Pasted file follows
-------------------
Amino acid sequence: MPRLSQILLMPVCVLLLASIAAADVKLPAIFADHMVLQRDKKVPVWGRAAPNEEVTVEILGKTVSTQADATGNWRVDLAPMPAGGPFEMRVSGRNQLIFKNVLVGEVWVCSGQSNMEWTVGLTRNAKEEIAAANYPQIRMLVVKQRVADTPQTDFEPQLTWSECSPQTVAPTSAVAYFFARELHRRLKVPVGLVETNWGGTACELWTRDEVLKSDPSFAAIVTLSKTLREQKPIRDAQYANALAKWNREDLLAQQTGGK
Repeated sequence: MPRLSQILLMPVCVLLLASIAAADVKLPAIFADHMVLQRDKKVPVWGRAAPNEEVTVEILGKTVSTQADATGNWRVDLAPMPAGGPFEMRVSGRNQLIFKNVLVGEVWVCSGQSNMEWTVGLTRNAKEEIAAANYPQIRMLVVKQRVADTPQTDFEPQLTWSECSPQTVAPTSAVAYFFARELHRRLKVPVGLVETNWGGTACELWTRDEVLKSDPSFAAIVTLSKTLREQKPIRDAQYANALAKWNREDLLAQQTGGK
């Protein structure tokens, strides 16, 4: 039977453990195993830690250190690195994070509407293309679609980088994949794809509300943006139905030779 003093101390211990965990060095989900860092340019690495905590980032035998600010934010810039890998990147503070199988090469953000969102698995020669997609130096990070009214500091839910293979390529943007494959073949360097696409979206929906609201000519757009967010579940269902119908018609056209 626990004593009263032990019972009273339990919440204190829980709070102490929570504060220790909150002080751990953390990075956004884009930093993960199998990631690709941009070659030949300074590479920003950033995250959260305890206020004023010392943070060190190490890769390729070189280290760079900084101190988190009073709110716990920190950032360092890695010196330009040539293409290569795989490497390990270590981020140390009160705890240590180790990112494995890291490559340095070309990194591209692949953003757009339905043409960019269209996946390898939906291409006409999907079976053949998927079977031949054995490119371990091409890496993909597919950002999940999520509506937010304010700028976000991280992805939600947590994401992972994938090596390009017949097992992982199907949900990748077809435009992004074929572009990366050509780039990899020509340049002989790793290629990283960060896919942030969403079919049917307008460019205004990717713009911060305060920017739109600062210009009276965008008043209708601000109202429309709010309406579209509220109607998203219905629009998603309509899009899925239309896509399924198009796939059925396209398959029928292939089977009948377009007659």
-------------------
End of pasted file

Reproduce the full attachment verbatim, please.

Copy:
Amino acid sequence: MPRLSQILLMPVCVLLLASIAAADVKLPAIFADHMVLQRDKKVPVWGRAAPNEEVTVEILGKTVSTQADATGNWRVDLAPMPAGGPFEMRVSGRNQLIFKNVLVGEVWVCSGQSNMEWTVGLTRNAKEEIAAANYPQIRMLVVKQRVADTPQTDFEPQLTWSECSPQTVAPTSAVAYFFARELHRRLKVPVGLVETNWGGTACELWTRDEVLKSDPSFAAIVTLSKTLREQKPIRDAQYANALAKWNREDLLAQQTGGK
Repeated sequence: MPRLSQILLMPVCVLLLASIAAADVKLPAIFADHMVLQRDKKVPVWGRAAPNEEVTVEILGKTVSTQADATGNWRVDLAPMPAGGPFEMRVSGRNQLIFKNVLVGEVWVCSGQSNMEWTVGLTRNAKEEIAAANYPQIRMLVVKQRVADTPQTDFEPQLTWSECSPQTVAPTSAVAYFFARELHRRLKVPVGLVETNWGGTACELWTRDEVLKSDPSFAAIVTLSKTLREQKPIRDAQYANALAKWNREDLLAQQTGGK
């Protein structure tokens, strides 16, 4: 039977453990195993830690250190690195994070509407293309679609980088994949794809509300943006139905030779 003093101390211990965990060095989900860092340019690495905590980032035998600010934010810039890998990147503070199988090469953000969102698995020669997609130096990070009214500091839910293979390529943007494959073949360097696409979206929906609201000519757009967010579940269902119908018609056209 626990004593009263032990019972009273339990919440204190829980709070102490929570504060220790909150002080751990953390990075956004884009930093993960199998990631690709941009070659030949300074590479920003950033995250959260305890206020004023010392943070060190190490890769390729070189280290760079900084101190988190009073709110716990920190950032360092890695010196330009040539293409290569795989490497390990270590981020140390009160705890240590180790990112494995890291490559340095070309990194591209692949953003757009339905043409960019269209996946390898939906291409006409999907079976053949998927079977031949054995490119371990091409890496993909597919950002999940999520509506937010304010700028976000991280992805939600947590994401992972994938090596390009017949097992992982199907949900990748077809435009992004074929572009990366050509780039990899020509340049002989790793290629990283960060896919942030969403079919049917307008460019205004990717713009911060305060920017739109600062210009009276965008008043209708601000109202429309709010309406579209509220109607998203219905629009998603309509899009899925239309896509399924198009796939059925396209398959029928292939089977009948377009007659």